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The Germans are coming (03/05)

A Manitoulin Island Aboriginal tourism marketing cooperative is going shopping in Europe. Waubetek Business Development Corp. manager Dawn Madahbee is off to Europe to attract tourists. Photo provided.
A Manitoulin Island Aboriginal tourism marketing cooperative is going shopping in Europe.

The Germans are coming
Waubetek Business Development Corp. manager Dawn Madahbee is off to Europe to attract tourists. Photo provided.
Proponents hope to come away from two upcoming European travel shows with signed agreements from tour operators, intended to attract more international travellers.

Accompanied by two traditional dancers, Dawn Madahbee, manager of the Waubetek Business Development Corporation, and business development officer Kevin Eshkawkogan will be attending two of the world’s largest travel industry shows in London and Berlin this month to promote Ontario and Manitoulin Island.

The Waubetek staffers, represented by their tourism marketing subsidiary, the Great Spirit Circle Trail, are the only Aboriginal participants in London’s Spotlight Canada show and the International Travel Bourse in Berlin.

The Great Spirit Circle Trail is a Waubetek subsidiary offering tour packages and engaged in co-operative tourism marketing co-operative representing 55 Aboriginal-owned businesses.

No stranger to marketing Aboriginal culture and tourism in Europe, Madahbee knows Northern Ontarians can thank Karl May for doing some of the early promotional work that keeps European tourists coming to Canada.

Though the best-selling German author of Old West adventures has been dead since 1912, his enormously popular books, which have spawned museums, films, TV shows and a Wild West festival, has cultivated a fascination among Germans with Native culture.

“People cherish those books and pass them on from generation to generation,” says Madahbee.

It is Waubetek’s third year at the London show which is attended by tour operators, meeting planners and the travel press from across the U.K. and Europe.

The event utilizes a pre-scheduled appointment format for matchmaking opportunities.

“Our meeting schedule is pretty booked,” says Madahbee. “That really shows a lot of interest in our product.”

The Berlin event is the largest travel convention show in the world, with 10,000 exhibitors displayed in the city’s convention centre.

“Generally, we’re invited and they know we have market-ready product and have organized packages, tours and insurance requirements in place.”

Gold standard

Madahbee, who first ventured to Germany in 2000 as part of a Northern Ontario trade delegation, spent the first two years there concentrating on creating a presence and making Europeans aware of what was available. Last year was the first time they signed contracts with inbound tour operators and Great Lakes cruise ship companies to receive international tourists, she says.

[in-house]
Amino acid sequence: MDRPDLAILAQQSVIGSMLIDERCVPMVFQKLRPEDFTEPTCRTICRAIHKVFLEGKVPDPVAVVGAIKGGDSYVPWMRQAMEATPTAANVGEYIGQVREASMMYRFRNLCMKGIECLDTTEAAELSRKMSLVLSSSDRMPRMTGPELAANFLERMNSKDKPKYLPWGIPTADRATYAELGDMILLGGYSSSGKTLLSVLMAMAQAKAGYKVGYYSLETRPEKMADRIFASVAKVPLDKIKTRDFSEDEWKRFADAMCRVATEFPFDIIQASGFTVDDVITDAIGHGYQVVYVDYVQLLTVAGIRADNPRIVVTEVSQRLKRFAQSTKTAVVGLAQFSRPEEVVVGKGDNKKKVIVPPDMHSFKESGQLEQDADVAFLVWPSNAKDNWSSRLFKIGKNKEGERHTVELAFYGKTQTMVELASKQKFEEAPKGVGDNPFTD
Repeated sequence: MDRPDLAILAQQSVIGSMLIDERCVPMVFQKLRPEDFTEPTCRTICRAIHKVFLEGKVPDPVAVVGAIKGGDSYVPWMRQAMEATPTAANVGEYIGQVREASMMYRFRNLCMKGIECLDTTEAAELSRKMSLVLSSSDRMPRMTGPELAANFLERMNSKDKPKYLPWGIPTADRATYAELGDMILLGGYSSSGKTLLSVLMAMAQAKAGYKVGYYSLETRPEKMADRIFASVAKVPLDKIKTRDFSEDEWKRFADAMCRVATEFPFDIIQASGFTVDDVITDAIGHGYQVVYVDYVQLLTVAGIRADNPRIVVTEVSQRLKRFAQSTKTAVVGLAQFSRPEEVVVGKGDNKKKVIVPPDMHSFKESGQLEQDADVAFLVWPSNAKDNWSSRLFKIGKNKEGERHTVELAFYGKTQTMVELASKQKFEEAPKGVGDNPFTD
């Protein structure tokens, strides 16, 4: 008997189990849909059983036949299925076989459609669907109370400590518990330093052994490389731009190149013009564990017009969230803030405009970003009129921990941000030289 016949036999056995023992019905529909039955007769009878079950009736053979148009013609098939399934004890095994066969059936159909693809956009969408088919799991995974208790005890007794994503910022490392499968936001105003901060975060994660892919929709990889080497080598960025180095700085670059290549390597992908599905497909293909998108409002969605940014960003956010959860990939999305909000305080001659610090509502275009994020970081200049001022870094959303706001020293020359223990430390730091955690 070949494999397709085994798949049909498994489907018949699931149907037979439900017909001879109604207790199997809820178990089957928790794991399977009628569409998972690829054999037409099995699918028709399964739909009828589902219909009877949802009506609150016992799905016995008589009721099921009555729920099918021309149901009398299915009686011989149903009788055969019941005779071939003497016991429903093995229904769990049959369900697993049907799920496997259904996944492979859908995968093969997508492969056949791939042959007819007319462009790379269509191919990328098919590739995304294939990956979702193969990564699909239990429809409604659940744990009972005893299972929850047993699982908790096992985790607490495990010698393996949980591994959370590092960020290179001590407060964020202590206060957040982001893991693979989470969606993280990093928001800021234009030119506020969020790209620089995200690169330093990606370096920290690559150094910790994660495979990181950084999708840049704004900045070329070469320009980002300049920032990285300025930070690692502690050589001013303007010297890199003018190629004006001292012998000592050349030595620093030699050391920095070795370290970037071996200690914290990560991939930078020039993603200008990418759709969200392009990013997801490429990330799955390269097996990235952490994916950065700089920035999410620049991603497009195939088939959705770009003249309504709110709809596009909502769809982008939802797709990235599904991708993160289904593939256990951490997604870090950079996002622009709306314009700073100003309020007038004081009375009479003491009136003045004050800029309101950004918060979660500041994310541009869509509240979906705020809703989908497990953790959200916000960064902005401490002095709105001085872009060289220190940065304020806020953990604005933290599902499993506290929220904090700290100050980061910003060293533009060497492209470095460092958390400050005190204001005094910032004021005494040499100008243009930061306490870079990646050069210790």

“And we’re looking at signing more,” she says. “The marketing we’ve been doing has really been putting Manitoulin on the map.”

Madahbee says having market-ready products to accommodate international travellers means having signed agreements with reputable inbound tourism operators like Jonview Canada, considered Europe’s largest inbound tour operator for Canada.

Agreements with tour operators is considered a seal of approval in the European travel industry, meaning the accommodations and tour packages have been thoroughly vetted and meet European standards.

European visitors are very interested in cultural tourism and are willing to travel globally to experience anything naturebased, according to Madahbee.

“When you combine culture with nature- based tourism, you have a winning combination. That’s been working for us.”

The arrival of Great Lakes cruise ships on Manitoulin has also had a profound effect in promoting the area.

“We were told by the operators of the MS Columbus, mostly German tourists, that Manitoulin this past fall was their favourite stop.”

They already have signed agreements for the ship to return in 2005.

Madahbee says Manitoulin operators offer a vast array of products and services for international travellers in eco-accommodations, dinner-theatre packages, nature- based guided tours, camping excursions, powwow and cultural events, and art studio tours.

Madahbee says letters of support from the Manitoulin Tourism Association have noted an increase in European visitors to the region but Waubetek plans to develop a tracking system for 2005 to gauge international tourism’s economic impact.





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